(CBS Story ) An Austrian daredevil broke records today in Roswell, New Mexico after flying up to the earth's stratosphere and then skydiving 128-thousand feet, setting the record for highest and fastest free-fall.
Austrian daredevil Felix Baumgartner skydived from the edge of space twenty four miles above ground. Baumgartner wore a specialized space suit and jumped from a pressurized capsule. Within seconds he was flying at speeds over 733 miles per hour.
On his way up, Baumgartner's breath fogged up his helmet and he complained the air inside his visor wasn't warm enough. The problem was never fixed, but the crew decided the jump was still safe. Baumgartner's free-fall is now the highest and fastest known to man, beating Joe Kittinger's record.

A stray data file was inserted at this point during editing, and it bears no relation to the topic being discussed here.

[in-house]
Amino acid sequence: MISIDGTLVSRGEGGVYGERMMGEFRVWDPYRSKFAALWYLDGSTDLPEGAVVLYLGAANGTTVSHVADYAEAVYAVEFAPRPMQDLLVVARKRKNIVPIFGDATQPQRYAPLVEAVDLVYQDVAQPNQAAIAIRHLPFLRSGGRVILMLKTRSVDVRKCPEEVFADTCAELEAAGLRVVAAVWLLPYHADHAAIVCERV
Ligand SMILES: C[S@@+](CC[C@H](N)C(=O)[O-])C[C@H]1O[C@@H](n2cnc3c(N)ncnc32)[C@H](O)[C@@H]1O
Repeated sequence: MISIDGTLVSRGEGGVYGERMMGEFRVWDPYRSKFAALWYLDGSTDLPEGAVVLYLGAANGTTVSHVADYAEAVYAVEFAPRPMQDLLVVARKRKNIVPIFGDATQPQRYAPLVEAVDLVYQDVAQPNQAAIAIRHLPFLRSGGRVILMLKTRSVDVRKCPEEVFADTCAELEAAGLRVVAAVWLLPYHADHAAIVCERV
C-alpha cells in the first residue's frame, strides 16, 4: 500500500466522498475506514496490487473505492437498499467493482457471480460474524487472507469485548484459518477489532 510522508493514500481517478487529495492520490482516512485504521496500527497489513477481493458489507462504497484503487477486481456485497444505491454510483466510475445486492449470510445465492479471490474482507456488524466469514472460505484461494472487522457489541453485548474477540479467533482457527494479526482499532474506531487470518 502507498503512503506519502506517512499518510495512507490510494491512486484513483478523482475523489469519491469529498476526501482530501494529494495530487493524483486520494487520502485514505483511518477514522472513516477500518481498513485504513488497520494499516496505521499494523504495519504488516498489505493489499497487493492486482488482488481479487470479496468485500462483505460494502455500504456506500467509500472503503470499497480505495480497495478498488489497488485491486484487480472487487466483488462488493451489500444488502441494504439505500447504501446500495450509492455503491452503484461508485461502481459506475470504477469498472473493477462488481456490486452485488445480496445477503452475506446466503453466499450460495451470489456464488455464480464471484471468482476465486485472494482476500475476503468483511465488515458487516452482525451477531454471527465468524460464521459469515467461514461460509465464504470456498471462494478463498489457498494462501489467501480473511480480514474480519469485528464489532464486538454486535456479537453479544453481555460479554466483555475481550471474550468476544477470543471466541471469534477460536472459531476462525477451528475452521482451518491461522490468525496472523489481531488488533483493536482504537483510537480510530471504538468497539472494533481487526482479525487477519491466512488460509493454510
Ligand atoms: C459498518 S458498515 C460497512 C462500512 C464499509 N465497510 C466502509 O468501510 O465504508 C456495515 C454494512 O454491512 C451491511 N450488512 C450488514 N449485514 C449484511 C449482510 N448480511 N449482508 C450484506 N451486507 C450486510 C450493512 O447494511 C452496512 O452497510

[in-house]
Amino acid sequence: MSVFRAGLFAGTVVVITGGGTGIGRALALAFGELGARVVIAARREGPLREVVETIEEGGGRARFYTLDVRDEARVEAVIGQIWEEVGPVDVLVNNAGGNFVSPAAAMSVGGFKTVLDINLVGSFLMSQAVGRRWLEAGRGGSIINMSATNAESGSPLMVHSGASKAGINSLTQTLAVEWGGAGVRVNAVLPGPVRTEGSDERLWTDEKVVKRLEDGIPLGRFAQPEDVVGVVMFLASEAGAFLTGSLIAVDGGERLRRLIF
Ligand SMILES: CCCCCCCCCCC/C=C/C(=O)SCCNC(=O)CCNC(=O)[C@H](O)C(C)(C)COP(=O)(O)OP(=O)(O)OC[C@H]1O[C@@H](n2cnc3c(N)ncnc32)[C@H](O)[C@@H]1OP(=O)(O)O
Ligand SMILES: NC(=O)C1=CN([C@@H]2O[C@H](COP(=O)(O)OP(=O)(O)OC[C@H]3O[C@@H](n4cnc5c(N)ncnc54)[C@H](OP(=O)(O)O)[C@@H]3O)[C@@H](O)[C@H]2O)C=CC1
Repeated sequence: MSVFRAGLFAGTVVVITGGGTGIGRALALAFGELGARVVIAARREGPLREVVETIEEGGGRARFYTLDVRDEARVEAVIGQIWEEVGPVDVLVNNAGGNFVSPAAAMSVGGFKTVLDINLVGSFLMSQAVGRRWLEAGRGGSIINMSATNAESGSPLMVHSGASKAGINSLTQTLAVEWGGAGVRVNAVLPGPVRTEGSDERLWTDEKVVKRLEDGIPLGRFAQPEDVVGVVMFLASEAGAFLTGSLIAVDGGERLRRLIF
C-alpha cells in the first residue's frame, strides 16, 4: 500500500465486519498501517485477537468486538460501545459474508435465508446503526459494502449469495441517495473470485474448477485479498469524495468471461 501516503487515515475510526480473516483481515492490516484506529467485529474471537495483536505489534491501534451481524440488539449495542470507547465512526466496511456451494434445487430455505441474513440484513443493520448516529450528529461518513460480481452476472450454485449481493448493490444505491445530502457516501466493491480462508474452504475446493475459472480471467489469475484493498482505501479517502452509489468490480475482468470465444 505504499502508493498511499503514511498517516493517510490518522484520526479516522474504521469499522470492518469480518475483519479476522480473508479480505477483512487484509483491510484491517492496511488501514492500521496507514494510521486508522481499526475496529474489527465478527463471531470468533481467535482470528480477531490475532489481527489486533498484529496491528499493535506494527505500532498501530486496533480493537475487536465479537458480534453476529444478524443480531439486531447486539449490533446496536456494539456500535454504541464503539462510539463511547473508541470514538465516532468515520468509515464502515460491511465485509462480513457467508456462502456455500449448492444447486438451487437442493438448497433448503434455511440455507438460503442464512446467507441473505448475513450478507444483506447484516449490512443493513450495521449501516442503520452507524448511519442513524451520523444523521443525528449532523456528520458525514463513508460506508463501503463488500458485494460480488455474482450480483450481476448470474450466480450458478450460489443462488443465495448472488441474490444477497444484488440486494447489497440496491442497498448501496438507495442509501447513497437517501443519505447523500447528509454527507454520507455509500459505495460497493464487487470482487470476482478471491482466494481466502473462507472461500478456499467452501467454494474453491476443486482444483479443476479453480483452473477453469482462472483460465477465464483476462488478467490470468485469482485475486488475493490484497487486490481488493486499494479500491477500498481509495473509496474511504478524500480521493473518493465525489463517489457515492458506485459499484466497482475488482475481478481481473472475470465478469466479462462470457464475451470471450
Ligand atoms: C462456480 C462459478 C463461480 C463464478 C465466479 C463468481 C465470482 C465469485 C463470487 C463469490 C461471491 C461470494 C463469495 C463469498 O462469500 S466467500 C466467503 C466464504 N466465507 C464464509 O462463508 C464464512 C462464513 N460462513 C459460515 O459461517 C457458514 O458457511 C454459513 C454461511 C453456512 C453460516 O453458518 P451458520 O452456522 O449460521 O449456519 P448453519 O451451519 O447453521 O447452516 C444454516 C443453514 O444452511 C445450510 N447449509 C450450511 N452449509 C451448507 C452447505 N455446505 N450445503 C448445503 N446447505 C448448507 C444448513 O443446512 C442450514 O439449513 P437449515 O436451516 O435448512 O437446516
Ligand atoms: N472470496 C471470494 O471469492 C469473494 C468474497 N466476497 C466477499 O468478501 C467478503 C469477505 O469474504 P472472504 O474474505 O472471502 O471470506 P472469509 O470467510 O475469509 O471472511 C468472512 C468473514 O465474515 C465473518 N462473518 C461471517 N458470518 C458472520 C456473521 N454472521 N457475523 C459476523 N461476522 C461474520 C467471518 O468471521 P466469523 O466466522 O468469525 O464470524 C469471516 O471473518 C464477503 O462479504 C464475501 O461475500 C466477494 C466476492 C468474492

NASA may use information from this skydive to create a new generation of spacesuits to protect astronauts in need of an escape option during liftoff or landing. After the dive, organizers triggered a release to let helium out of the balloon so it could return back to earth. The capsule was also detached so that it could use its own parachute to coast back to land and be retrieved for future use.